A REPORT that predicted that White Britons would become a minority in Birmingham by the end of the decade also revealed that three towns and cities outside London are now minority white places.
Last month, we revealed that white people were a minority in Birmingham and there are thought to be residents from nearly 200 countries living in Brum which has been described as ‘super-diverse’ in the city council’s new cohesion strategy.
“Birmingham is soon to become a majority-minority city,” the report said.
One of the main issues is that areas, where there is a ‘high concentration’ of Muslim communities.
This is already the case for under 18s with 60 per cent coming from a non-white British background in the last poll.
In 2013, a report by The University of Manchester revealed that White Britons were a minority in Slough, Leicester and Luton.
Large numbers of Muslim and Eastern European immigrants are predicted to be behind the dark transformation of Leicester, Luton and Slough.
In Luton, white Britons comprise 45 per cent of the population, Pakistanis make up 14 per cent and Bangladeshis seven per cent.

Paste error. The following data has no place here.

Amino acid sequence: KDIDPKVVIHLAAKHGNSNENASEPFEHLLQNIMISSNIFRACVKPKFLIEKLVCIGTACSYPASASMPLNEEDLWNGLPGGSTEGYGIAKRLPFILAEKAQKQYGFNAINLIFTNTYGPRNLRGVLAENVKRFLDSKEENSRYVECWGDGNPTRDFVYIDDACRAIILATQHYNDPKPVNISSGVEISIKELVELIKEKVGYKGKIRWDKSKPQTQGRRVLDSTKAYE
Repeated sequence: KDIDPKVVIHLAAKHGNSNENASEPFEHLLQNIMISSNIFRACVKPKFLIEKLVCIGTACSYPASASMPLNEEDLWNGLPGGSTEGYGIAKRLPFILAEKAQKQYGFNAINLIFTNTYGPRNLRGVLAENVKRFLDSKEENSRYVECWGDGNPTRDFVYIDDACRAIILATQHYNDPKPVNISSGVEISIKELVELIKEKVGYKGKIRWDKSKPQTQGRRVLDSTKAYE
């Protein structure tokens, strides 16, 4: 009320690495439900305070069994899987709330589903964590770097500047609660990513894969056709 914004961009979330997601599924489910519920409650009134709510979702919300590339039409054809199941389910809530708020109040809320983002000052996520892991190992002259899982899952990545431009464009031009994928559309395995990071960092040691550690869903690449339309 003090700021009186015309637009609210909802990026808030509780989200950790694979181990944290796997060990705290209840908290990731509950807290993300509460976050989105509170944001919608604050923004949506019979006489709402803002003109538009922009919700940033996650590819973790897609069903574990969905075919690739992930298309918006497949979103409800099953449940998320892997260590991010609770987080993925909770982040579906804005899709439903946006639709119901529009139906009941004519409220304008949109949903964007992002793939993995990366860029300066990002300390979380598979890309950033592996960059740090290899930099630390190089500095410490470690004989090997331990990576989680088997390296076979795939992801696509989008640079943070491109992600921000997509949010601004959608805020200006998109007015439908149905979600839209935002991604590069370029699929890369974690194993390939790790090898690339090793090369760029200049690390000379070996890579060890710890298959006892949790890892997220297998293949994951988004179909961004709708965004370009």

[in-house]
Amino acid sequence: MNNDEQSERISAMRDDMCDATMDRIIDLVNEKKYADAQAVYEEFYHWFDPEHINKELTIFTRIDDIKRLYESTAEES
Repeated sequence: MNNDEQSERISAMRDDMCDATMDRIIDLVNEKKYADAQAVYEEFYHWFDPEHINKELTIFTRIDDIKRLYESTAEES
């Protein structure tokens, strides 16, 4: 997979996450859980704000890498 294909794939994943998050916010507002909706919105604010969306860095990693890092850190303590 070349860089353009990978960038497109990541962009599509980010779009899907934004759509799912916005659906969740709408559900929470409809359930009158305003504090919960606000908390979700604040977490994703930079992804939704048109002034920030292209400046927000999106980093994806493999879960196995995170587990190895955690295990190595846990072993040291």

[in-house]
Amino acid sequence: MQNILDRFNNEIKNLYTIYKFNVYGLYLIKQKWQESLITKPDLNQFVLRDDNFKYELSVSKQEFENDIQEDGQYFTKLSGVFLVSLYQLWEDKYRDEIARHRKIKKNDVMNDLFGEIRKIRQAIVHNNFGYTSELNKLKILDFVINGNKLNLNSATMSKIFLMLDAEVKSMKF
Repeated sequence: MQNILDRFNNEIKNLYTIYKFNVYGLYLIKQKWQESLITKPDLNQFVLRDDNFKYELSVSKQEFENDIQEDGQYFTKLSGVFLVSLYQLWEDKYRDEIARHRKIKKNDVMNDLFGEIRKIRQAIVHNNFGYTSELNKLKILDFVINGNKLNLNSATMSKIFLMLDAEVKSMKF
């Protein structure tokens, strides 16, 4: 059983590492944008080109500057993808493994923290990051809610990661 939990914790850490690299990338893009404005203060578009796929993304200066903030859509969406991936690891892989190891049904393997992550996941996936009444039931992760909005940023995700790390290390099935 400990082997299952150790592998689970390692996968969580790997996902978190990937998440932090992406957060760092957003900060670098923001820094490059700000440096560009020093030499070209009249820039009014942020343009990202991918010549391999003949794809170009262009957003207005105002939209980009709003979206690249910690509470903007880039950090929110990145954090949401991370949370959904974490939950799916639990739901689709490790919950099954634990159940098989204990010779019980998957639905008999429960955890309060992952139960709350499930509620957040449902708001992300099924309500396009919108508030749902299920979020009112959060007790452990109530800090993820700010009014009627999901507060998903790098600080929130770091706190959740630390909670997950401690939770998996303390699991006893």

While in Leicester, 45 per cent are white British, 28 per cent are Indian and other Asians and Africans comprise eight per cent.
The figures, based on the 2011 census, showed Slough comprises 35 per cent white British, 18 per cent Pakistanis and 16 per cent Indian.
The transformation of Luton and Leicester was shown by the study to be partly due to the expansion of the EU. In Leicester, more than 30 per cent of the 110,000 people born abroad arrived after 2004, when eight former Soviet bloc states joined the Union.
The 2011 census revealed that white Britons were outnumbered in London, accounting for 44.9 per cent of the population.
The study also found that the number of white Britons in Birmingham may fall below 50 per cent within seven years.